In the case of the 5% K2O sample, the line broadening trend is so predominant that no symmetric line shape (above theangle-dependent decaying background) such as a single Gaussian can fit the data. This suggests that the broadening is caused by the superposition of two FSDPs from two simultaneously present amorphous phases with different void correlation length.

Fig.3: FSDP positions and half widths. Fig. 3: WAXS peak positions (top) and line widths (bottom) as a function of the K2O fraction. The open symbols refer two the second component found in the x=4.99% sample. Errors attached to the fits (Gaussian plus linear background) are smaller than the symbols.

The decrease of the average distance between voids with increasing modifier content contradicts the idea that the voids are stuffed by added modifier, as has been suggested on the basis of simulations. The reason for this apparent discrepancy is that the modifier ions (K+) come with oxygen counter-ions, which in turn increases the amount of voids and hence reduces the correlation length. However, the creation of non-bridging oxygens (NBOs) due to modifier addition causes the network to become less strained. Larger voids can relax to form smaller ones and the local order is increased - hence the FSDP narrows.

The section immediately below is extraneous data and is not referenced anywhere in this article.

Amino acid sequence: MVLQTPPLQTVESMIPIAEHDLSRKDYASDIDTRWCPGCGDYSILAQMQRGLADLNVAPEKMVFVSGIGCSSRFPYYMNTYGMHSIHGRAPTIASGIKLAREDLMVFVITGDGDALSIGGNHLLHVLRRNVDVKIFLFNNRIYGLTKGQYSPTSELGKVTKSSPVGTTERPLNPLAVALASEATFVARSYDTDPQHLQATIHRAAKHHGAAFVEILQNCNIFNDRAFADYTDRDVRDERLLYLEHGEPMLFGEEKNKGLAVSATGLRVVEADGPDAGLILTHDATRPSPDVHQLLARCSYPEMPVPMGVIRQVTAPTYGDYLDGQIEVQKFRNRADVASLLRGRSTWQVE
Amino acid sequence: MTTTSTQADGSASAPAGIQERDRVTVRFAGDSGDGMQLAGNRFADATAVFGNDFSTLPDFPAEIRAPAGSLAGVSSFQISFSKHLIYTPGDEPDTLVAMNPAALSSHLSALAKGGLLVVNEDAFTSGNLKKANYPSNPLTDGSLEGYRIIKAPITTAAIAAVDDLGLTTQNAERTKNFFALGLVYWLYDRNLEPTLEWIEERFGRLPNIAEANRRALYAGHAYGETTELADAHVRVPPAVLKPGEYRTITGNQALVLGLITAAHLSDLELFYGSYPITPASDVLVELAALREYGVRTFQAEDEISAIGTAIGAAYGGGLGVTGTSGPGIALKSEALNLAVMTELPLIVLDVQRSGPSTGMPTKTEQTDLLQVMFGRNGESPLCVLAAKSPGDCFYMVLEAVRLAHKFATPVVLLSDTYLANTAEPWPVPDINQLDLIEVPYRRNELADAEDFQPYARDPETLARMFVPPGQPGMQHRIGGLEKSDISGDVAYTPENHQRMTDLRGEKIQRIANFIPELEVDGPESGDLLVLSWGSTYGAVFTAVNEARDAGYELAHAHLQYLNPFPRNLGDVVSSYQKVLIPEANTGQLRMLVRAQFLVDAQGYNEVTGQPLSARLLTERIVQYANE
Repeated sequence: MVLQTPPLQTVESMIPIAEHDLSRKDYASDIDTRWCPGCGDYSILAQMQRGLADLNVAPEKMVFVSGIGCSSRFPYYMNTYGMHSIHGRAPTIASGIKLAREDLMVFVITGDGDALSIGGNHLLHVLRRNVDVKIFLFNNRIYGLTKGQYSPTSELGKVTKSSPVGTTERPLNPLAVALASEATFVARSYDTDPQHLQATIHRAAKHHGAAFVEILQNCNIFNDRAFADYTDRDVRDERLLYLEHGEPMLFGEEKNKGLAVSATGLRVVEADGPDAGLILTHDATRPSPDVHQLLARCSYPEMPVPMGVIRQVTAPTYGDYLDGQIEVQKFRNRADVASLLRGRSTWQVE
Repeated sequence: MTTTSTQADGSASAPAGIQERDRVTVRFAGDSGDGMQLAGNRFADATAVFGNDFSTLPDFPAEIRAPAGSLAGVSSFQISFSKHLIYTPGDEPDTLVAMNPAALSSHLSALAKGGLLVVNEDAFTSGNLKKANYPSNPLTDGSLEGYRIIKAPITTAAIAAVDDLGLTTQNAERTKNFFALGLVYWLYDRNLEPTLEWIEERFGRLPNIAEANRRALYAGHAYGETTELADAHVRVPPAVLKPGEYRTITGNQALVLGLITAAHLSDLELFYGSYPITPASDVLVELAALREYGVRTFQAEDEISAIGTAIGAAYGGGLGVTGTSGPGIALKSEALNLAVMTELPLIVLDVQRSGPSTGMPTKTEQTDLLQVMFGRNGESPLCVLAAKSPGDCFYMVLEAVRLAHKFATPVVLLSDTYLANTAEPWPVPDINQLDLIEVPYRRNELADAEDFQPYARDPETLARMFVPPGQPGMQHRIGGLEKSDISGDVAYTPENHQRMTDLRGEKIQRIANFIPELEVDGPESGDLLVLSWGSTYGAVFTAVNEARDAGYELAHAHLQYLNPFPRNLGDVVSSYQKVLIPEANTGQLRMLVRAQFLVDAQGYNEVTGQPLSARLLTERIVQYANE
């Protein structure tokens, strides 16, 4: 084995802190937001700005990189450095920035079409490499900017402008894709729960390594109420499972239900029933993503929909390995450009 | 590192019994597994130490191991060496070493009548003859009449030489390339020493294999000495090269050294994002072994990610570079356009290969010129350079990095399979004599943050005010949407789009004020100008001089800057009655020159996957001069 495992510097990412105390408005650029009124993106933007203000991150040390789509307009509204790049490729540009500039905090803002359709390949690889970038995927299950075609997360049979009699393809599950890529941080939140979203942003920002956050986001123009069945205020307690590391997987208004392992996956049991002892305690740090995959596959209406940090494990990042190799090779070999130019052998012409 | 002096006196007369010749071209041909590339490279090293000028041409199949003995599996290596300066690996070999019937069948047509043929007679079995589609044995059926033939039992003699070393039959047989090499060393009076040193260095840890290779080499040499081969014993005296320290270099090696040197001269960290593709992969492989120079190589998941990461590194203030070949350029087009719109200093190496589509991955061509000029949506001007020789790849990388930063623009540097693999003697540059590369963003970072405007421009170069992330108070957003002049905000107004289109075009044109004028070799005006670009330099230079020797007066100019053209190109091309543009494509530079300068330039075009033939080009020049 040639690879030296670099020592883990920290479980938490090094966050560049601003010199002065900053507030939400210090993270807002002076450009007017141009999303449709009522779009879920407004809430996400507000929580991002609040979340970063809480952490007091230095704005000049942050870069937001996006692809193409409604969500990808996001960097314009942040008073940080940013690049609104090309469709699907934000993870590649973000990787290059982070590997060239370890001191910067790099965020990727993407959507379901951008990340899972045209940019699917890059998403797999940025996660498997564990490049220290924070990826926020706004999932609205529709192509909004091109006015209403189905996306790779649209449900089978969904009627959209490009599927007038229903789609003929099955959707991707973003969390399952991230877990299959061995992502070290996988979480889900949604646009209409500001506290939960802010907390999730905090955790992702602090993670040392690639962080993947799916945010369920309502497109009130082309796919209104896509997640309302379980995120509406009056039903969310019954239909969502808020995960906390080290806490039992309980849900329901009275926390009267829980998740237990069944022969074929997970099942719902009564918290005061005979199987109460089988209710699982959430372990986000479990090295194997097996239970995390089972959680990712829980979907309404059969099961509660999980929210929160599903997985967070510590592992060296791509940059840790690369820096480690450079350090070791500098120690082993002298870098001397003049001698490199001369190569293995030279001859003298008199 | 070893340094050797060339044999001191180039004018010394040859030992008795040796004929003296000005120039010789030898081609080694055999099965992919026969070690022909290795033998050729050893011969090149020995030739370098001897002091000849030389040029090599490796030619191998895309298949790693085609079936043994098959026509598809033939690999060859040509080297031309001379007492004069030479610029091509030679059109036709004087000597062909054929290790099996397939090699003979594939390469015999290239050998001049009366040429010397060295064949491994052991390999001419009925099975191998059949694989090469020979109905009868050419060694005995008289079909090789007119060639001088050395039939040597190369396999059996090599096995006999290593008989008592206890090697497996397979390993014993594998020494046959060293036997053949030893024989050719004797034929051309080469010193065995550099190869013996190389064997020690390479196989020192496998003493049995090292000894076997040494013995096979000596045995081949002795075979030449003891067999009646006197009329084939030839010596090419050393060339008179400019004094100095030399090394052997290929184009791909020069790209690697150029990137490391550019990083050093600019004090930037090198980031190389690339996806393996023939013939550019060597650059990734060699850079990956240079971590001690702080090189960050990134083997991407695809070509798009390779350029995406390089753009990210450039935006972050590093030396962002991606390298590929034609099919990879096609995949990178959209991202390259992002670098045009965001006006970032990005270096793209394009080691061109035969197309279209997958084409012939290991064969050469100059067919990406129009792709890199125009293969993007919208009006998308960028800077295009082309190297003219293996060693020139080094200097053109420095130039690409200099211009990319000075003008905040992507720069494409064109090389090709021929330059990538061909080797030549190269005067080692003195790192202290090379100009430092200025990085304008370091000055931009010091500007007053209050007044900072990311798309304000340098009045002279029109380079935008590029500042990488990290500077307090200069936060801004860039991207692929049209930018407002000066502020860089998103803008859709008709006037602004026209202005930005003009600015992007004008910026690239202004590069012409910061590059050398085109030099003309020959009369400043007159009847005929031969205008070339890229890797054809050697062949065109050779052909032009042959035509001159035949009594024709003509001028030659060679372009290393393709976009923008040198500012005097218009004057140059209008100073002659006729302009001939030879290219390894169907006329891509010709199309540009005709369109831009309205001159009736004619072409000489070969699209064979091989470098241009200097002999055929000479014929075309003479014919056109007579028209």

Fig.4: NMR spectra. Fitting NMR spectra with several overlapping Gaussians reveals the fractions of Si atoms in SiO4 tetrahedra with varying number of NBOs (Qn species with n brigding oxygens).

Fig. 4: 29Si NMR spectra of the x K2O - (1-x) SiO2 glasses. The broken lines indicate the change in the chemical shift for the three Qn species when the K2O fraction increases.

In the 5% sample, only Q4 and Q3 species are present, while in the 35% sample, only Q2 and Q3 are found. In all intermediate glasses, all three species have a noticeable population. The chemical shift of each individual peak moves towards less negative values (i.e. deshielding) as the K2O fraction increases. All three species are displaced to an approximately equal extent, indicating that the modifier causes the overall network to relax rather than resulting only in local relaxation.

Fig.5: Q<sup>n</sup> fractions from NMR vs. composition. Fig. 5: Fractions of the different Qn species as function of the K2O fraction, as obtained from multiple-Gaussian fits to the spectra. Full circles denote Q4, open circles Q3, crosses Q2.